• Vianet’s Smart Zones division ‘is recovering in line with the UK pub market with almost 90% of pubs having re-opened by the end of June with a corresponding return to full billing.’ He says ‘the ‘Freedom Day’ removal of hospitality restrictions, on 19 July 2021, together with a return of city centre office populations will result in further pub re-openings. The re-opening of pubs has resulted in increased demand for our draught beer market and retail data insight services as the industry seeks to understand its new ‘normal’ trading in the post restriction era.’ Dickson concludes ‘although there is still global uncertainty relative to Covid-19, the Board is very confident that we have implemented the correct measures to take advantage of the exciting growth opportunities that lie ahead, and we look to the future positively and with an increased level of confidence.’
• Hotel Chocolat has updated on trading for its full year to end-June saying that ‘since the previous trading update in May, Group trading has remained strong. With all channels open, Group sales for the 10 weeks from 19 April 2021 to 27 June 2021 grew 34 per cent compared to the same period in 2019, and 63 per cent compared to the same period in 2020 when all physical locations were closed.’ CEO Angus Thirlwell say7s ‘the growth avenues ahead of us have never been better in Hotel Chocolat’s history.’ He says ‘our brand-building stores will continue to play a pivotal role in our digital-led business, with an unrivalled ability to introduce new customers to our brand.’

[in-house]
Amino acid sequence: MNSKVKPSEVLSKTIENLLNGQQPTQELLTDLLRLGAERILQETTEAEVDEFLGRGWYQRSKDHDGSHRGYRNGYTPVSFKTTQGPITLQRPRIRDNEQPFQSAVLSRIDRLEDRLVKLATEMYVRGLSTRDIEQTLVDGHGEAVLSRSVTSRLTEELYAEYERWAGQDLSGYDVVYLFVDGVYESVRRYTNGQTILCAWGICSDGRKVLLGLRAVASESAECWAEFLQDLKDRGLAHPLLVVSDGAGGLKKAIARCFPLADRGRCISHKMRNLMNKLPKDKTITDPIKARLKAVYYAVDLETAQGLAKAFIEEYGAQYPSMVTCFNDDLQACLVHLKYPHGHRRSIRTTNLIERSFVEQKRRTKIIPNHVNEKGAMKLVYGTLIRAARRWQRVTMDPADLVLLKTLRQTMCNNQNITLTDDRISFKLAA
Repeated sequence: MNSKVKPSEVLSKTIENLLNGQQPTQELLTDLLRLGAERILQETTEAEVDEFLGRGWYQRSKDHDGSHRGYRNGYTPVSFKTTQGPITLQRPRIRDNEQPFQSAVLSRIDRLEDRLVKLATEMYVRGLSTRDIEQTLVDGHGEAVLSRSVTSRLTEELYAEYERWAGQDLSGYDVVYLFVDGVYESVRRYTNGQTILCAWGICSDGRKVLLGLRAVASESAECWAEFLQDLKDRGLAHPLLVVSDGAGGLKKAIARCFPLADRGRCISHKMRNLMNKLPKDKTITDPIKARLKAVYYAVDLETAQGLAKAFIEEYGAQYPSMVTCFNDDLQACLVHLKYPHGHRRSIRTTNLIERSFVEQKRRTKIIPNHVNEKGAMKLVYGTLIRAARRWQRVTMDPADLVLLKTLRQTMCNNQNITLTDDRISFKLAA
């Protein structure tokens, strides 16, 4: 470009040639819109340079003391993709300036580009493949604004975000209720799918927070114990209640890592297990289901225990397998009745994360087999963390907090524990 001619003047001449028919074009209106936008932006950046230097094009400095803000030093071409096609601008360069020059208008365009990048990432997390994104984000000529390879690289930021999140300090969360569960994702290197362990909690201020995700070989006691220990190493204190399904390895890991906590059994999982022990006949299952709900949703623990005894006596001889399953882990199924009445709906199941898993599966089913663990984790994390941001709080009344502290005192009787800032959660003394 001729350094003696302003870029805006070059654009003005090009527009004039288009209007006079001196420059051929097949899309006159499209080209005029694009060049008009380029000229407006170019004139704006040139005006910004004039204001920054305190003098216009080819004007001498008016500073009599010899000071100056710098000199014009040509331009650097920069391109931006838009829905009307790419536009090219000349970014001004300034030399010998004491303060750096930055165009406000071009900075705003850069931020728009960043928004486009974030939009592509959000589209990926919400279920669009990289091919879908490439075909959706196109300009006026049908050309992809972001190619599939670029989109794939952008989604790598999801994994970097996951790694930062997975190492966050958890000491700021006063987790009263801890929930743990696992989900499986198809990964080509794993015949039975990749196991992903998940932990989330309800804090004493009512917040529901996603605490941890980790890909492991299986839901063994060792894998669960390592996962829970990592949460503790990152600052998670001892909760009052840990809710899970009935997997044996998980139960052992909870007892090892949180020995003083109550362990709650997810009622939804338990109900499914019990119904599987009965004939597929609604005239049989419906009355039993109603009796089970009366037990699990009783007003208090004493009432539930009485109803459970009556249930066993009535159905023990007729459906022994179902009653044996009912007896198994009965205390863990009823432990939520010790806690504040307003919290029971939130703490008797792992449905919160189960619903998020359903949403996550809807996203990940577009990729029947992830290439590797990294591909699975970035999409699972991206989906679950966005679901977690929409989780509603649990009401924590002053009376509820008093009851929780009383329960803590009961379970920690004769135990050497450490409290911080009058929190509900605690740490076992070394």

• Flat Iron is taking a unit in Borough Market.
• Leaks suggest that the PM Boris Johnson is to say that outside dining will be part of the government’s plans to level-up the North. Pavement licenses are to be extended.
• The Caterer reports that ‘thousands of hospitality businesses are still fighting to secure insurance payments for coronavirus disruption, with many pursing a fresh wave of legal action.’ It says there have been ‘multiple instances of operators being told they were covered before insurers later reversed their decision.’
• Stonegate has published a book, Short Stories from down the Pub, containing over 100 stories, contributed by both customers and employees. The book is available to buy and all profits will go to the Licensed Trade Charity.
• Punch Pubs reports that the Filly Inn has reopened following a £1m transformation ‘with experienced Management Partner Nick Ranhem taking the helm.’
• Sales of rose rosé Champagne are reported to be up 188% at Sainsbury’s. The retailer says ‘we are selling 50% more of our new Taste the Difference Prosecco Rosé than we had originally forecasted.’